Funny though:Not to long ago, I was thinking of how Kennywood could build an Invert towards the back of the park.

Overall idea, nothing fancy just a "quick" sketch of a possibility. A terrain hugging invert would be great.


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  • 3 weeks later...



Carl Hughes wrote the slogan for Kennywood's Kiddieland -- the one that reads "The most beautiful music in the world is the sound of children laughing."


In the five-plus decades that he worked at Kennywood -- rising from part-time publicity assistant to president and chairman of the board -- Mr. Hughes worked tirelessly to make his words come true.


"He was the man who truly created Kennywood," said Harry Henninger, who retired as Kennywood's chief executive officer when the park was sold in 2008. "He made it his mission to make it a much greater place, and he achieved it."


Mr. Hughes died Saturday of heart failure in his Mount Washington home. He was 91.


He was born in Johnstown and graduated from Geneva College. He started working as a sportswriter for The Pittsburgh Press in 1943, covering the makeshift wartime "Card-Pitts" football team that was the amalgamation of the Chicago Cardinals and Pittsburgh Steelers.


The team -- which badly lost all 10 games it played -- was nicknamed the Carpets by Mr. Hughes and other sportswriters, recalled Mr. Hughes' close friend and fellow sportswriter Roy McHugh.


Mr. Hughes broke the story of the University of Pittsburgh football coach Clark Shaughnessy moonlighting as a coach of the Washington Redskins -- a story that got him both kicked out of the Pitt locker room and a $5 raise from his editor, recalled Mr. McHugh in a written remembrance.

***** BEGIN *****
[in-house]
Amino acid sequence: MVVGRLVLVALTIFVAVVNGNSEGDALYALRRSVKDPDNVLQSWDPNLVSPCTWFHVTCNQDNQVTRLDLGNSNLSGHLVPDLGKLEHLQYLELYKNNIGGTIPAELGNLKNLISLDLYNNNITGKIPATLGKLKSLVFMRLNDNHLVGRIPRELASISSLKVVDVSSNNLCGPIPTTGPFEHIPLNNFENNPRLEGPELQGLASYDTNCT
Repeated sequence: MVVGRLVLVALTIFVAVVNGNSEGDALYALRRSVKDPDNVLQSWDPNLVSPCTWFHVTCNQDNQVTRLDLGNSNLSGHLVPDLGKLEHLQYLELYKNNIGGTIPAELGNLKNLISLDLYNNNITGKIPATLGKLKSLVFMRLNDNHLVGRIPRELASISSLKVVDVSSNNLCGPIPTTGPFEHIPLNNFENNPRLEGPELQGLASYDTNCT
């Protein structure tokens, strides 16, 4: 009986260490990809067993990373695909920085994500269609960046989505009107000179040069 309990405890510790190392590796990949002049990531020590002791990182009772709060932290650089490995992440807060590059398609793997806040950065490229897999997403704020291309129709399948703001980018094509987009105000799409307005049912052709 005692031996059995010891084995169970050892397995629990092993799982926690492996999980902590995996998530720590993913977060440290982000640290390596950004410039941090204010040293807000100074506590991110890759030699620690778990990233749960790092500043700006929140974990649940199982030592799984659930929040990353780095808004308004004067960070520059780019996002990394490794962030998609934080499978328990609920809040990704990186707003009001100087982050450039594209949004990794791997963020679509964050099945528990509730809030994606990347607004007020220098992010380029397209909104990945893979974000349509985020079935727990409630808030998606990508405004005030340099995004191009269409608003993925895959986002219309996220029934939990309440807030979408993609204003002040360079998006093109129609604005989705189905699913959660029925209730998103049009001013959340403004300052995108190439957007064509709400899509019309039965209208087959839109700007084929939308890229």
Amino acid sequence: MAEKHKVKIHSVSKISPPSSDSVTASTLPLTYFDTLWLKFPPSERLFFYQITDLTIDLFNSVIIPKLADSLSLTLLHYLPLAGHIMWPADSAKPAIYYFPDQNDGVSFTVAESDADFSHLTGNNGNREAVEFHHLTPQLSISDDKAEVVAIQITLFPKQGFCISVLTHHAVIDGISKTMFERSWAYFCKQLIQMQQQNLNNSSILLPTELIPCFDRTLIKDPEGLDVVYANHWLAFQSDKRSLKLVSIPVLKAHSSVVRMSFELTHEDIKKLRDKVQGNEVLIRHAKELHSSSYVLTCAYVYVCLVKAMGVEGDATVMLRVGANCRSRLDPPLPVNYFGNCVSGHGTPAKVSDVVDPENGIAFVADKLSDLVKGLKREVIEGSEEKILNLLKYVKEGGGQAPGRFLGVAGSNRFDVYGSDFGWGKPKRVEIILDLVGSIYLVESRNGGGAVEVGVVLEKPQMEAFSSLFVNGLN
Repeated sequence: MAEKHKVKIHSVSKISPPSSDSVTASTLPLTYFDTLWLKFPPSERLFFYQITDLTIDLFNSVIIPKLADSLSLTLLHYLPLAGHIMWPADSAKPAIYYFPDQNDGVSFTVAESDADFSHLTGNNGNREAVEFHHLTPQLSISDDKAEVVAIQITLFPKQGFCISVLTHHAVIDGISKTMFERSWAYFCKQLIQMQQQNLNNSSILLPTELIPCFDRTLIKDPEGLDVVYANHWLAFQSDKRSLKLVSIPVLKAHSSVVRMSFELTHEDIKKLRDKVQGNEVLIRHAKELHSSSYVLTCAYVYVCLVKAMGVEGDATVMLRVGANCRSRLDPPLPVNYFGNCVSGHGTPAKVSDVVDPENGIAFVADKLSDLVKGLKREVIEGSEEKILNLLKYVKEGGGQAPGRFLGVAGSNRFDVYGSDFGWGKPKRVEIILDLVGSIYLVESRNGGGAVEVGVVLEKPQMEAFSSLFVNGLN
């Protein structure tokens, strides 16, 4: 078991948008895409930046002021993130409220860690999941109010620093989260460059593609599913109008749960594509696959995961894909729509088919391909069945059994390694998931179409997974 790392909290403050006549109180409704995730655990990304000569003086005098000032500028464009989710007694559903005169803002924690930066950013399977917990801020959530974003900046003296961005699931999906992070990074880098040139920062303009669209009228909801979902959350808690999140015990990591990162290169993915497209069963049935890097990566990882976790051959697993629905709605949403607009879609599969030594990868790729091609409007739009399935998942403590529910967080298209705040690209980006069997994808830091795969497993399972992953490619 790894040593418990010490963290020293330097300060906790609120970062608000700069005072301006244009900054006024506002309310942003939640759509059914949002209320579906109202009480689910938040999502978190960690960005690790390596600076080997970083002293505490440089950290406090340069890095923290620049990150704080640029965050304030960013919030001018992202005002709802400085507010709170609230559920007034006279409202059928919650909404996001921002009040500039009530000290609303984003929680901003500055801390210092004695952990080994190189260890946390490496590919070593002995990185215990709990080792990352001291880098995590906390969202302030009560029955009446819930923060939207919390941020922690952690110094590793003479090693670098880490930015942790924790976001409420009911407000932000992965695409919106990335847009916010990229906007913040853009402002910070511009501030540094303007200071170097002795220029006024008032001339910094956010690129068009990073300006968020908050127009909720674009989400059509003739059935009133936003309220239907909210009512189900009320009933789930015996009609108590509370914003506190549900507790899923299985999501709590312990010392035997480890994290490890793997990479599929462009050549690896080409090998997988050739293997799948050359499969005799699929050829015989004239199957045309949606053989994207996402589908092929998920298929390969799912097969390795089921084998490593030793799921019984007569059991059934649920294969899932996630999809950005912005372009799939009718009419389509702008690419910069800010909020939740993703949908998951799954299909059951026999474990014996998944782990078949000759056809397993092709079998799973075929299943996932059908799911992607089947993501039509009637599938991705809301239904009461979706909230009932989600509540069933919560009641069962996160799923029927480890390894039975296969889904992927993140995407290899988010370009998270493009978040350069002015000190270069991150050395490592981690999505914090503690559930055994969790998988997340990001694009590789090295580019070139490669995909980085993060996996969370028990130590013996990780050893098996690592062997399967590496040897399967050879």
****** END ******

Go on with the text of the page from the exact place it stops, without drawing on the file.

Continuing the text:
He also covered boxing for the Press, befriending Art Rooney Sr., who owned a Downtown boxing club as well as the Pittsburgh Steelers.


Mr. Rooney nicknamed him "The Mighty Atom" -- a nod to his short stature, according to a 1999 Pittsburgh Post-Gazette profile.


In addition to sportswriting, Mr. Hughes sometimes would help a friend who was in charge of publicity for Kennywood with writing news releases.


Mr. Hughes' work with both the Press and Kennywood was put on hold when he was drafted into the Army at the end of World War II and sent to the Philippines.


He returned in 1947, staying employed at the Press and taking on the publicity work for Kennywood as a part-time job. In 1956, concerned about supporting his wife and two daughters on a newspaper salary, Mr. Hughes joined Kennywood full time.


His initial job of coordinating park sales and publicity changed dramatically three years later, when Mr. Hughes' boss, Carl Henninger, died of a heart attack, and Mr. Hughes was made manager of the park.


Around that time, said Harry Henninger, who starting working at the park in 1963, Kennywood was considered just an average amusement park with average facilities. Mr. Hughes aspired to turn it into something more.


A natural historian, he campaigned -- successfully -- for its inclusion into the National Register of Historic Places, making it in 1987 the first amusement park to receive that distinction.


He also had a "constant drive for perfection" and a vision for "keeping the park beautiful," Mr. Henninger said. "It wasn't just a roller coaster, it was a feeling that you wanted to have throughout the park for family entertainment."


Mr. Hughes often worked six or seven days a week.


He never left the park for the day without complimenting at least one employee on a job well done, said his daughter, Mary Lou Rosemeyer, even if that meant wandering the park at night looking for a ride attendant treating a guest particularly well.


He considered himself just one of Kennywood's many team members and on busy days when employees had to use satellite parking offsite, he would, too. "He did that even when he was 80," said Ms. Rosemeyer, who worked at Kennywood for 23 years. "He would park his Corvette and walk down. If the folks that worked the front lines had to do it, he had to do it, too."


He used creative tactics in public relations and marketing, employing one lesson he learned from Art Rooney Sr.'s father, Dan Rooney, who owned the General Braddock Brewery in Braddock. As recalled in the 1999 Post-Gazette profile, Mr. Hughes had read a beer labeled "premium" and asked Dan Rooney, "How do you become a premium beer?"